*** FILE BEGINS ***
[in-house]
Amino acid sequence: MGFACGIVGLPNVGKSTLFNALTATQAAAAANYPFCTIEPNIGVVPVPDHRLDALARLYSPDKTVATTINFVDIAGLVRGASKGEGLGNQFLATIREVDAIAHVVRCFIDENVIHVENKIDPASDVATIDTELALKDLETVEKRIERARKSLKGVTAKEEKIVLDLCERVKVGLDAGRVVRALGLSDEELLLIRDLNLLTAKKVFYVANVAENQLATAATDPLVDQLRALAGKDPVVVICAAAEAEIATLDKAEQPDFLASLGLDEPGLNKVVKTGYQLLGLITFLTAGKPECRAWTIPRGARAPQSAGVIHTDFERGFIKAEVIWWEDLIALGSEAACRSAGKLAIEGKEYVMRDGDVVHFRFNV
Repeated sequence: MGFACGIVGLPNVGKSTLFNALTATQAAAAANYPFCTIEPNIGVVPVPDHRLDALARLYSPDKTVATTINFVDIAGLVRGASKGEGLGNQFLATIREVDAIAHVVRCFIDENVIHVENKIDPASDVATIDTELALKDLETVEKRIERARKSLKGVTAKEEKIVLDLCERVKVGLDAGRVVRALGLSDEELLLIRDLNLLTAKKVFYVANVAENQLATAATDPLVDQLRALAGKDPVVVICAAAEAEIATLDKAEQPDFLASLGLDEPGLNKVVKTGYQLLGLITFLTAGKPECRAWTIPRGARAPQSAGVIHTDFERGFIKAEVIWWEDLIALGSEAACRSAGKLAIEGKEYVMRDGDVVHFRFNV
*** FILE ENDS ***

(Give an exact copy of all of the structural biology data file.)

[in-house]
Amino acid sequence: MGFACGIVGLPNVGKSTLFNALTATQAAAAANYPFCTIEPNIGVVPVPDHRLDALARLYSPDKTVATTINFVDIAGLVRGASKGEGLGNQFLATIREVDAIAHVVRCFIDENVIHVENKIDPASDVATIDTELALKDLETVEKRIERARKSLKGVTAKEEKIVLDLCERVKVGLDAGRVVRALGLSDEELLLIRDLNLLTAKKVFYVANVAENQLATAATDPLVDQLRALAGKDPVVVICAAAEAEIATLDKAEQPDFLASLGLDEPGLNKVVKTGYQLLGLITFLTAGKPECRAWTIPRGARAPQSAGVIHTDFERGFIKAEVIWWEDLIALGSEAACRSAGKLAIEGKEYVMRDGDVVHFRFNV
Repeated sequence: MGFACGIVGLPNVGKSTLFNALTATQAAAAANYPFCTIEPNIGVVPVPDHRLDALARLYSPDKTVATTINFVDIAGLVRGASKGEGLGNQFLATIREVDAIAHVVRCFIDENVIHVENKIDPASDVATIDTELALKDLETVEKRIERARKSLKGVTAKEEKIVLDLCERVKVGLDAGRVVRALGLSDEELLLIRDLNLLTAKKVFYVANVAENQLATAATDPLVDQLRALAGKDPVVVICAAAEAEIATLDKAEQPDFLASLGLDEPGLNKVVKTGYQLLGLITFLTAGKPECRAWTIPRGARAPQSAGVIHTDFERGFIKAEVIWWEDLIALGSEAACRSAGKLAIEGKEYVMRDGDVVHFRFNV